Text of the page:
Swedish clothier KappAhl is inspiring sustainable choices through film
We buy 12 kilos of clothes and textiles per person, per year – and throw away 8 kilos in our household rubbish. This, despite the fact that 95 % of what we bin could gain a new lease of life in the clothing cycle. With its film series “Make it feel right”, KappAhl hopes to guide and inspire consumers towards more sustainable clothing consumption, looking at everything from care advice to do-it-yourself tips and from re-use to sustainable design and production
In the new film series Make it feel right, which has been made for KappAhl with the help of independent experts, journalist Annika Leone investigates how we can get our clothes to “feel right” – both for ourselves and for the planet.
“Access to more sustainable fashion is an important issue. Whether as producers or consumers, we must all help to close the loop for our clothes,” says Maria Segergren, who has recently stepped into the role of vice president of assortment and design at KappAhl. We need more sustainable materials and more sustainable production methods, and the clothes need to be collected in again once the consumer is finished with them.
Over the six films, Leone guides us from the cotton field to the wardrobe, via the design studio. The first film looks at the value of clothes, discussing, among other things, how we can breathe new life into our wardrobes through upcycling, the sustainable options available once you are done with a garment, stain removal and clothes care. Not to mention the fact thata good move for unwanted clothes is to hand them in at a clothes collection point.
“Clothes care seems to be something of a lost art in our society, unfortunately. There are lots of concrete tips and pieces of advice that could make us so much more sustainable in how we treat our clothes. Many consumers wash their clothes too often,” says Jessica Cederberg Wodmar, sustainability expert at JCW Sustainable Communications.
Even once a garment has really done its bit, the rubbish bin is still a bad move: fact is, even worn and dirty textiles can be put to use nowadays.
“Even a pair of holey socks has value and can have its lifespan extended. The problem is that all too few textiles are currently collected in for reuse or recycling,” says Fredrika Klarén, who is head of environmental affairs at KappAhl.
The textile collection scheme Wear, love and give back is one of KappAhl’s many sustainability initiatives. The green and white collection containers can be found in every store, and over half of what is currently collected is reused in its current condition – through sales on the second-hand market or donations to good causes, for example. A similar amount can be ground down to produce new textiles such as insulation materials, and this percentage will only increase as research finds new ways of recycling textile fibres. Even now, only a very small percentage of what KappAhl collects needs to go to energy recovery.
You can find out more about KappAhl’s sustainability work on our webpage – see link below – under the “Sustainability” tab.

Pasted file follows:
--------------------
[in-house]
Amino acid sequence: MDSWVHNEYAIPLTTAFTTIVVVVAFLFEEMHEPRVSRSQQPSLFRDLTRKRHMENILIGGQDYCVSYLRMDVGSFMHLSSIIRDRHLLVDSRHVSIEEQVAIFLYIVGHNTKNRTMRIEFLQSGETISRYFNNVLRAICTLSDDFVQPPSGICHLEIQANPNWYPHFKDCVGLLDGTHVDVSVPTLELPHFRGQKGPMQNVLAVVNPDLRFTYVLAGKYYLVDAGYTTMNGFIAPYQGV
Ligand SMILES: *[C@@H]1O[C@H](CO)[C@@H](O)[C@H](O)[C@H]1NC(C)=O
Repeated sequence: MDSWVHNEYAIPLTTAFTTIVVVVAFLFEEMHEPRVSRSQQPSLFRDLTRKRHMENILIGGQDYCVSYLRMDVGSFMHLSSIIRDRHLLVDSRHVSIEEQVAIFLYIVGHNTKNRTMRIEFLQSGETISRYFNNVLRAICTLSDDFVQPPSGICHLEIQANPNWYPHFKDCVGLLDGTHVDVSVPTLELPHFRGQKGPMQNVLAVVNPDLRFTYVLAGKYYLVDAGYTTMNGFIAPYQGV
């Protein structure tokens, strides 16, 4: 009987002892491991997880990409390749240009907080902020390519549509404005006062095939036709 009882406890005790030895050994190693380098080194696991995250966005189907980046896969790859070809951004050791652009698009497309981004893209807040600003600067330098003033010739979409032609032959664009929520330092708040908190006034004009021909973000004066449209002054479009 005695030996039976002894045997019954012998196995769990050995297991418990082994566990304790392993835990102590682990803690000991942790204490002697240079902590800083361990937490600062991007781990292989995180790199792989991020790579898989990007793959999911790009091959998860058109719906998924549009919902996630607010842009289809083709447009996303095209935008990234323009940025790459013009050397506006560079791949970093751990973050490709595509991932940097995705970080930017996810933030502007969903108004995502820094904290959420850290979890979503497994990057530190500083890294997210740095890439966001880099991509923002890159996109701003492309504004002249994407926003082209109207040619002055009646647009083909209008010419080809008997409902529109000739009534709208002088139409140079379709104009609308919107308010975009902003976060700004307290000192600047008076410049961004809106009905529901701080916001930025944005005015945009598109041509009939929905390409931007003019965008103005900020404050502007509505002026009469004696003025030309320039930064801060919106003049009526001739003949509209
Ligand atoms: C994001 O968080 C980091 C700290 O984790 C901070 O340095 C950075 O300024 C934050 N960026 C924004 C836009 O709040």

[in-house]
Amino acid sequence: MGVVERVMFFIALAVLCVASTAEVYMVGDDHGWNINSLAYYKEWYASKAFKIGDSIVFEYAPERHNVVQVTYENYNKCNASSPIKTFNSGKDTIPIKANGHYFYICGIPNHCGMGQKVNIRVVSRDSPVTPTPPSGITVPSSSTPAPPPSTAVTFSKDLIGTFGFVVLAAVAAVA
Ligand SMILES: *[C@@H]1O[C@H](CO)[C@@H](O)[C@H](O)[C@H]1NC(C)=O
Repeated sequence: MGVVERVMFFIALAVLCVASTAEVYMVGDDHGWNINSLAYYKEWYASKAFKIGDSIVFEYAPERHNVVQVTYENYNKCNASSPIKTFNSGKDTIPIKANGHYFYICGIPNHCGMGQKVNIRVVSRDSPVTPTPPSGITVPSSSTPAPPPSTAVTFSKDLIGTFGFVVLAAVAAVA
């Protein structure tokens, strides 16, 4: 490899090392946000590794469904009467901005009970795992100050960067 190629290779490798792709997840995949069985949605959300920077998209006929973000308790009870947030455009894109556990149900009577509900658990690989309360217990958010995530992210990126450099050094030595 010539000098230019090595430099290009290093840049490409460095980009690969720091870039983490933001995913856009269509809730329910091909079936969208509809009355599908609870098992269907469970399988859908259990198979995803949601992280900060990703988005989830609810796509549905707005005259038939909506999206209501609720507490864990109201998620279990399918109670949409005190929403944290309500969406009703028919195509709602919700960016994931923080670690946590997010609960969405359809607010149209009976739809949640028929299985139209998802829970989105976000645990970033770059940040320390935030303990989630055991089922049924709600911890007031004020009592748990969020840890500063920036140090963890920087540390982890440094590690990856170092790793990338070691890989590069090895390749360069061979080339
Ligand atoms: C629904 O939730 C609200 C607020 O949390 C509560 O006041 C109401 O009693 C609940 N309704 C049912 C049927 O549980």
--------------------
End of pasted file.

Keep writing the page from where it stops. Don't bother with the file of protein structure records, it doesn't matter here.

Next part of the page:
The Make it feel right films
Film 1: The value of clothes – Annika Leone and the film team investigate what we as consumers can do to make our clothes last longer.
Film 2: Sustainable clothes – Annika Leone and the film team visit KappAhl’s head office to see how the company’s designers are working to make sustainable choices right from the drawing board.
Film 3: Our beloved cotton – Annika Leone and the film team travel to India to visit the cotton fields and see what the clothing industry can do for growers and their families, looking at how to spread awareness of the importance of using less water and chemicals in cotton cultivation.
Film 4: Made in Bangladesh – Annika Leone and the film team travel to Bangladesh to visit factories and to find out whether clothes labelled as “Made in Bangladesh” are a good or bad buy.
Film 5: Collaboration is the way forward – Annika Leone and the film team travel to India to find out how clothing chains and other industry figures can work together to improve textile production for people and the environment.
Film 6: Fine just as you are! – Annika Leone and the film team explore how all of the ideals surrounding fashion and clothes fit together.
Jessica is a sustainability coach, moderator and public speaker. She runs her own company, JCW Hållbar Kommunikation, which among other things trains companies in issues of sustainability. Jessica hosts Hållbarhetspodden, Veckans Affärer’s podcast on sustainability, and is also author of the book Hyfsat Hållbar (“Pretty Sustainable”).
KappAhl aims to create high quality, value-for-money fashion produced with care and respect for people and the environment. Today, 38 % of the company’s products are sustainability-labelled.
KappAhl was founded in 1953 in Gothenburg. We are a leading fashion chain in the Nordic region, with nearly 380 stores in Sweden, Norway, Finland and Poland, together with Shop Online. Our business concept is to offer value-for-money fashion of our own design to a wide range of consumers.
In 2015/2016, turnover was SEK 4.7 billion and the number of employees approx. 4000 in nine countries. KappAhl is listed on Nasdaq Stockholm.